OGUNQUIT — Voters here chose wisely last month when they approved an ordinance to expand limits on pesticide use to include all property in the town, both public and private.

The expanded ordinance – which the town is working to resubmit so that it meets state administrative requirements – calls for property owners to use organic products, though it does allow for some exceptions when chemical pesticides are permitted, such as for disease-carrying insects and noxious invasive plant species.

In the past few years, as more properties in Ogunquit have been acquired by summer residents who hire professional lawn and garden companies to do their yardwork, the amount of pesticides that are routinely used in our town has increased dramatically.

Maine has a right-to-know law overseen by the Maine Board of Pesticides Control, which can be contacted at [email protected] Anyone who lives or works within 500 feet of any outdoor site treated with pesticides has the right to receive information and forewarnings about pesticide applications.

I have elected to be notified. I like to hang my laundry out when the weather is fine, and my husband and I like to eat lunch out on our deck.

I got tired of having to take down the laundry, close the windows, abandon the deck and have lunch indoors because someone from the lawn care company had arrived with a tanker truck full of chemicals and was spraying the properties around us.

I get called by the lawn care company that has been applying pesticides to many yards in our area. After I’m notified, I use the Internet to learn about the pesticides that are going to be applied. Each pesticide has a product safety sheet that lists the dangers and precautions that should be taken if using the product.

My husband and I live in a neighborhood on a hill above the Marginal Way, Ogunquit’s foot path along the ocean. This spring the first of several fertilizer and pesticide applications took place on some lawns in our area.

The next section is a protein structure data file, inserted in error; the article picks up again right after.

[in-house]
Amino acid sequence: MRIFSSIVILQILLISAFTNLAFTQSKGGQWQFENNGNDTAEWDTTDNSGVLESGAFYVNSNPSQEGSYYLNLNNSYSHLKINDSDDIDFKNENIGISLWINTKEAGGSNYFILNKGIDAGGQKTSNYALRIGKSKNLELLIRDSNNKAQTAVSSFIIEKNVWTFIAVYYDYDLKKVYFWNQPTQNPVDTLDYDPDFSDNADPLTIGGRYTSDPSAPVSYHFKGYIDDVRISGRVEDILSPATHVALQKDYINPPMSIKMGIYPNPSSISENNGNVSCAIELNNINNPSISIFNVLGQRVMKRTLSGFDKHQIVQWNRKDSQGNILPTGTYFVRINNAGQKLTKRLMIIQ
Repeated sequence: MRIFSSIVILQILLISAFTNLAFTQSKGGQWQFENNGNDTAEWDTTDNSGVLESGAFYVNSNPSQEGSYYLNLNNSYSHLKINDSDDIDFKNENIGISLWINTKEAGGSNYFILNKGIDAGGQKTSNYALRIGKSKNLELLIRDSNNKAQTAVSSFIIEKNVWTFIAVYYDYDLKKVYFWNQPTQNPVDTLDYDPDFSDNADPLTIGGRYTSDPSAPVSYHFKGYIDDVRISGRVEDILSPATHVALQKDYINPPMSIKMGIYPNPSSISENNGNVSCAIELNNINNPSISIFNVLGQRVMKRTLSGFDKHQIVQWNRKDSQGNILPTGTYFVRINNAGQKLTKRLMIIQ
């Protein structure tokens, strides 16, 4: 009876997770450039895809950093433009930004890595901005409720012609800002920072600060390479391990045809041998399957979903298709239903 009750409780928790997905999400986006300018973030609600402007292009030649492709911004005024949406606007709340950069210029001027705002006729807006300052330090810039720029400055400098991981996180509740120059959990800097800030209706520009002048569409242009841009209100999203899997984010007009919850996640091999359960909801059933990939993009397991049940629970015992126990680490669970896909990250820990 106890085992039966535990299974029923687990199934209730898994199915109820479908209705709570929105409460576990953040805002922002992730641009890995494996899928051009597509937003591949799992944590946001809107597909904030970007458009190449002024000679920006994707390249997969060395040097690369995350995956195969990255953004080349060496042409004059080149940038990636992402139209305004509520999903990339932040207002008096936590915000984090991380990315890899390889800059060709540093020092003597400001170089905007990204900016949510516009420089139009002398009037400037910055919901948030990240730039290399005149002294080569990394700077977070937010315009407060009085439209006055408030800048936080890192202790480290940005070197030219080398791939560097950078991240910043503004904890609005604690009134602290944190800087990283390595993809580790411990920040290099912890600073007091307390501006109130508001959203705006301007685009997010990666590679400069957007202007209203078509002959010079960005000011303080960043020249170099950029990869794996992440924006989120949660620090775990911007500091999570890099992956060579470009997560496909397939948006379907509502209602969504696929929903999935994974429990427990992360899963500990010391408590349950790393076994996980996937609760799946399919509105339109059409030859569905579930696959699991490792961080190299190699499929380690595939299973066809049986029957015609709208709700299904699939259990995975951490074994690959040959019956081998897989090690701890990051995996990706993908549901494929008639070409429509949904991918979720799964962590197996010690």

The applied pesticide is Allectus, used to control grubs. It can cause ground water contamination and tremors in dogs, and it is extremely toxic to fish and other aquatic organisms. There is a warning not to allow Allectus to enter streams, sewers or waterways.

Right after the application, we had a hard rain. The water washed the fertilizer and pesticide down into the estuary along the Marginal Way. The seaweed along the rocks turned a bright electric green that made many folks uneasy. The fertilizer causes algal bloom.

Our neighborhood also has had many trees and shrubs sprayed with a fungicide called Manicure, which is toxic to aquatic invertebrates and wildlife and fish. This fungicide has a high potential for runoff to surface water for several days after application.

Along with Manicure, an insecticide called CrossCheck is applied. Its runoff is extremely toxic to fish and aquatic invertebrates in adjacent areas and will persist in aquatic sediments. These pesticides are applied preventively to all of the trees and bushes on a property, not just to trees or shrubs that show signs of insect or fungal damage.

These are just some of the chemicals being applied by lawn care companies in our area.

I hope Ogunquit’s choice to go organic will keep our lobsters and clams healthy. I’d hate to see the collapse of our fishery, as happened in Long Island Sound.

I worry about the employees of the lawn and garden care companies who apply the pesticides, as well as the workers who cut the grass and weed and care for the garden plants. They are coming into contact with plants that have been sprayed with chemicals whose manufacturers warn of harm if the substances get into eyes, are inhaled or get on the skin, where they are absorbed.

I hope Ogunquit will be the first of many communities along the Gulf of Maine that will choose to care for lawns and gardens in a way that is safe for people, pets and our environment.

Coastal Maine would then be a vacation destination where people could be confident that the beaches and water are not contaminated with pesticides.

— Special to the Press Herald